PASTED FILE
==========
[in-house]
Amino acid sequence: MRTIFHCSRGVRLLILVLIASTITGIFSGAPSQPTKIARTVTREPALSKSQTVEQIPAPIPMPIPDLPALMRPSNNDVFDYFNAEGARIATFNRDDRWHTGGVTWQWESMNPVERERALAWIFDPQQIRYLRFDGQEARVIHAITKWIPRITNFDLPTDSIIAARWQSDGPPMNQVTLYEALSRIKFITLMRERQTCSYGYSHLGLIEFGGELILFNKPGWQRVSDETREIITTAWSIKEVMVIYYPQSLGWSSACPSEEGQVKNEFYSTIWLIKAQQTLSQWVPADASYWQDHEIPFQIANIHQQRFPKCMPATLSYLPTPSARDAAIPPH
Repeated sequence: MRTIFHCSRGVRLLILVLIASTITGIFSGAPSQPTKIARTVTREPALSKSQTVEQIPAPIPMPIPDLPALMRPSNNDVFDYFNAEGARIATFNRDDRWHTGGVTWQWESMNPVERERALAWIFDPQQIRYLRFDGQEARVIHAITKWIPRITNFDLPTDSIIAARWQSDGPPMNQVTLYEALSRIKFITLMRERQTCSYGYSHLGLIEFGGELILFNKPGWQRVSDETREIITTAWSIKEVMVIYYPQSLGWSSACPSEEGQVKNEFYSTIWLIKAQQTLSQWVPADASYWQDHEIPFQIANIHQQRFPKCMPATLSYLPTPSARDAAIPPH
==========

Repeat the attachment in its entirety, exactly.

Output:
[in-house]
Amino acid sequence: MRTIFHCSRGVRLLILVLIASTITGIFSGAPSQPTKIARTVTREPALSKSQTVEQIPAPIPMPIPDLPALMRPSNNDVFDYFNAEGARIATFNRDDRWHTGGVTWQWESMNPVERERALAWIFDPQQIRYLRFDGQEARVIHAITKWIPRITNFDLPTDSIIAARWQSDGPPMNQVTLYEALSRIKFITLMRERQTCSYGYSHLGLIEFGGELILFNKPGWQRVSDETREIITTAWSIKEVMVIYYPQSLGWSSACPSEEGQVKNEFYSTIWLIKAQQTLSQWVPADASYWQDHEIPFQIANIHQQRFPKCMPATLSYLPTPSARDAAIPPH
Repeated sequence: MRTIFHCSRGVRLLILVLIASTITGIFSGAPSQPTKIARTVTREPALSKSQTVEQIPAPIPMPIPDLPALMRPSNNDVFDYFNAEGARIATFNRDDRWHTGGVTWQWESMNPVERERALAWIFDPQQIRYLRFDGQEARVIHAITKWIPRITNFDLPTDSIIAARWQSDGPPMNQVTLYEALSRIKFITLMRERQTCSYGYSHLGLIEFGGELILFNKPGWQRVSDETREIITTAWSIKEVMVIYYPQSLGWSSACPSEEGQVKNEFYSTIWLIKAQQTLSQWVPADASYWQDHEIPFQIANIHQQRFPKCMPATLSYLPTPSARDAAIPPH